By John Fuller
The news that unemployment has been stuck at over 8 percent and GDP at less than 2 percent for the last four years brings up the question of what is the proper solution to our problem of over 24 million people without jobs and millions more underemployed.
The answer is simple: create economic growth. Notice I did not say create jobs. Ever since economic records have been kept of American Gross Domestic Product (GDP), if our economy did not grow by at least 3.2 percent, unemployment increased. The reason is that increasing population and more productive technology necessitates that level of growth.
Economic growth is easy to promote. Unfortunately, the policies of President Barack Obama have done the opposite. Increasing taxes, more restrictive regulatory policies, oppressive environmental regulations, a government takeover of one-sixth of the economy (Obamacare), borrowing money to give to crony constituents and handing out food stamps does not encourage economic growth.
Lowering corporate taxes, encouraging energy development, reducing government borrowing and spending, and repealing the dozens of taxes included in Obamacare will stimulate growth.
Guaranteed! Annual GDP growth of 4 percent cures all economic ills. Obama says his grade is “incomplete,” so we must do as Clint Eastwood says, “We gotta let him go.”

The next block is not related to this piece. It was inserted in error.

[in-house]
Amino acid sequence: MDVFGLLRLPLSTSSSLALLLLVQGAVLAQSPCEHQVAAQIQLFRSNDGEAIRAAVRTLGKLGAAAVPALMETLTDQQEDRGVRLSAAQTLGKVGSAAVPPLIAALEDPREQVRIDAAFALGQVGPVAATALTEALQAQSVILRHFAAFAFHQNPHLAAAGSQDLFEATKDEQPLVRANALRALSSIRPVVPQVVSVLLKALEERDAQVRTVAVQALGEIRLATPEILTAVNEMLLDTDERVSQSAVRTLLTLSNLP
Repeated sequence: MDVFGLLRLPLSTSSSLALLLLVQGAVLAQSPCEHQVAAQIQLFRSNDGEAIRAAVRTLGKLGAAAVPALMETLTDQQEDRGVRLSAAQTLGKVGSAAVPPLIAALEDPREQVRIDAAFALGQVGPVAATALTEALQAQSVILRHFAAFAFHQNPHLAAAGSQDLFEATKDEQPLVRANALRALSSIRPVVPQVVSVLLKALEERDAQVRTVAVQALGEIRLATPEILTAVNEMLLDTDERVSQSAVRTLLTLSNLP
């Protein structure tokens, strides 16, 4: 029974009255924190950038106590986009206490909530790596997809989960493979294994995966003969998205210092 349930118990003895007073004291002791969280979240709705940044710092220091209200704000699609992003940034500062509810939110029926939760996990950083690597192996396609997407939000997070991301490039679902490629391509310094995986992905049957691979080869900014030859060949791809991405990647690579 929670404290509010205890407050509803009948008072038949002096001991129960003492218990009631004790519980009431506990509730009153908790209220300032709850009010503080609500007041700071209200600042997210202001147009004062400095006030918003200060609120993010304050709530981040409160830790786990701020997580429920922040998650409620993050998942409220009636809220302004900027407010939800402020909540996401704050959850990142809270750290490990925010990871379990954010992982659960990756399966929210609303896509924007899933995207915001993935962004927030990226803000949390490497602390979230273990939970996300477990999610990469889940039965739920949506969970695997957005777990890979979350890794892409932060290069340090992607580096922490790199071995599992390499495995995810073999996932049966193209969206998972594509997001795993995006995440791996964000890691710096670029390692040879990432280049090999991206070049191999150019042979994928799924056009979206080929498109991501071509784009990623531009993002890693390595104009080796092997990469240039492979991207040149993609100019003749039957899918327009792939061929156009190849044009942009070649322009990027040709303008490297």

By Joe Carbonari
I’m sorry. I disagree. Economic growth is not easy to create, or sustain, especially when you insist on playing “Starve the Beast” to shrink the government.
Yes, we have excessive debt that must be dealt with, and that will require entitlement cuts, but that does not obviate the proximate need of the moment: stimulus.
We lack demand. We have all-but-free money thanks to the Fed, but we don’t have markets for our goods and services, here or abroad, that justify the expansions and start-ups that are needed to provide the jobs and purchasing power that we lack.
Now, today, cutting government spending, and demand, even further is exactly the wrong choice. It does not help; it makes the situation worse, with fewer jobs, less purchasing power, more pain and a slower recovery.
Where do we get the money? We tax and borrow it from those that are blessed to have a surplus.
We pay it back as the economy grows and they profit from the investments they make and the superior knowledge, energies and opportunities they have. And we strive to become “them” through the knowledge, the energies and the opportunities that “we” have.
It is an imperfect, but wonderful, system in which we in America are blessed to live. It is truly the “American” way.
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